Are we willing to go so far in our critique of the logic of the bildungsroman... as to give up on the categories of action and will and even personhood that result from it?
Last Polyp. Judgment.
I’ll end quickly with something that is front and center in the conference theme and came up in several fascinating papers that engaged canon-formation, connoisseurship, and the determination of “lightness” – all procedures that seemed to make us uncomfortable somehow, or that seemed more safely critiqued than thought through fully, as logics or problems that remain our own. But Kyle Macaulay’s question helped spur Rosalind Parry and Margaret Deli to help us think about our own functions of syllabus-making --and our choices of which texts we judge worthy to read and discuss—and to imagine how all this replicates the canonizing and gatekeeping impulses of QD Leavis and even that magically annoying figure of Henry James. And this anxiety about value might be one reason James’ terrifying visage, which Juliette Atkinson showed us, hovered over all our discussions like an unexpunged ghost. This Bourdieusian problematic of judgment or discernment is hard to escape, then, and worth looking at head-on, maybe, now. Perhaps our discussion about what makes “lightness” in verse, from Lee Behlman’s opening paper, comes back at the end, I mean, to press us toward asking what values and principles motivate our own organizing logics and practices of thought. Do we believe in judgment? Or rather, can we admit that we do -- since our practices confirm that we act on that principle all the time? Carolyn Betensky’s paper seemed to expose a live wire or third rail for many of us, for me anyway, and she offered “antiracist pedagogy” as one value that might motivate the creation and stabilization of a course-archive. There are other justifications and I suggest we consider making them explicit, since doing so would construe teaching and method not as means-based projects but as ones undertaken toward an end. But what end? And if literarity is, as Carolyn Williams said, maybe most of all a function of how we read, then the question of whether we’re reading “bad” objects or “good” ones, in WJT Mitchell’s phrase, might not be something foisted on us but instead a choice we make. Then again maybe choice is the wrong word for a situation where will and agency are distributed or uncontained, whether it’s a scenario like the one Andrew Lynn described at the reading encounter, where you give yourself over and lose yourself, not in the Hallmark cliche way but in an actual, ontological sense. David Kurnick pushed us to wonder what we think about that moment of emptying out or kenosis: we could push that point to ask whether we willing to go so far in our critique of the logic of the bildungsroman, with its stable subjects and fixed identities, as to give up on the categories of action and will and even personhood that result from it? And whether we are ready to have the conversations about value and concern – about judgment-- by which such a question might be decided?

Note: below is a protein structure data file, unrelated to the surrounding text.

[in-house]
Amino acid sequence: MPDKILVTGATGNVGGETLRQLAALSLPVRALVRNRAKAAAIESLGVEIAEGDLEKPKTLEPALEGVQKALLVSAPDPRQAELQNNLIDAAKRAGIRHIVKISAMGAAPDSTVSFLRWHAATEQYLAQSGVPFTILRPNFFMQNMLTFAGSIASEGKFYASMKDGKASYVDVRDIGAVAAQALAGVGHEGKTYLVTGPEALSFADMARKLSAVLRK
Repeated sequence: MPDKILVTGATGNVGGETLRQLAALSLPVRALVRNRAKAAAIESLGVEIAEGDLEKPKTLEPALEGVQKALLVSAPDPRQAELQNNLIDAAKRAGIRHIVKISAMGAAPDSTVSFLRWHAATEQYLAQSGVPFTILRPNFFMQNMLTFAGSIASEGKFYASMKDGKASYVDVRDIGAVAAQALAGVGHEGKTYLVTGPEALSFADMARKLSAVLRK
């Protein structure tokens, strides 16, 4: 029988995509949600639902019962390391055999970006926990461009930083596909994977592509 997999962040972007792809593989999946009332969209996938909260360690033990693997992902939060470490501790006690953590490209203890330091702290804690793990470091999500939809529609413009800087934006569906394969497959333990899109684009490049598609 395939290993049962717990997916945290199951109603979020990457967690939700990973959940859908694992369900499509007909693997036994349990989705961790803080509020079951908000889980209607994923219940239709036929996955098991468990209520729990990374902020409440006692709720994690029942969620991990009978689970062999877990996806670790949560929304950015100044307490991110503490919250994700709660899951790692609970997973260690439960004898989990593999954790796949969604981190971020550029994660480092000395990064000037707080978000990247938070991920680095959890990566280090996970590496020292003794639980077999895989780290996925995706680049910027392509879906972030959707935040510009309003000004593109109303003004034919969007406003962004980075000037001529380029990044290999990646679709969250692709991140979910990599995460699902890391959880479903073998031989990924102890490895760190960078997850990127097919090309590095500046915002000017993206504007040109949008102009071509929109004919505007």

Two tiny spores, floating to the future.
1) Material conditions
We glimpsed obliquely in our discussions the issue of labor, and the material conditions under which our questions about the questions of Victorian literature now unfold. It came up in Emily Steinlight’s discussion of the administration at UPenn, in Matthew Sussman’s discussion of rhetoric as a discipline, and in Lauren’s question to Jessie, for example, which allowed us to wonder at the institutional conditions that might help shape an intellectual category like the transatlantic or the long nineteenth century, where administrators can now hire one person when they used to need two. We might consider yet more closely how our own methods and strategies for thinking both engage and derive from the material contexts that make them possible.
2) Diminishing Worlds
A final note to say that the coral formations that made Darwin almost erotically excited are bleached out and dead now, “terminally ill,” as scientists say of the Great Barrier Reef, because of massive alterations to earth’s water chemistry, where rising PH levels are kind of code or message, an environmental poetics by which (like all poesis) human will finds itself reconfigured into material form. To develop Anna Henchman’s comment, one question still on the table for us is how we can imagine not just the future but our Victorian past from this damaged present: what might we see if we were to look into the nineteenth century for the rhetorics, logics, and forms by which this future might be made thinkable, habitable? It will not be a progress narrative; but Victorians had other forms too, and here it might be an ad for next year’s conference to say that our work remains unfinished.
Nathan K. Hensley
Here's where I'll paste fragments of readings, ideas, and questions.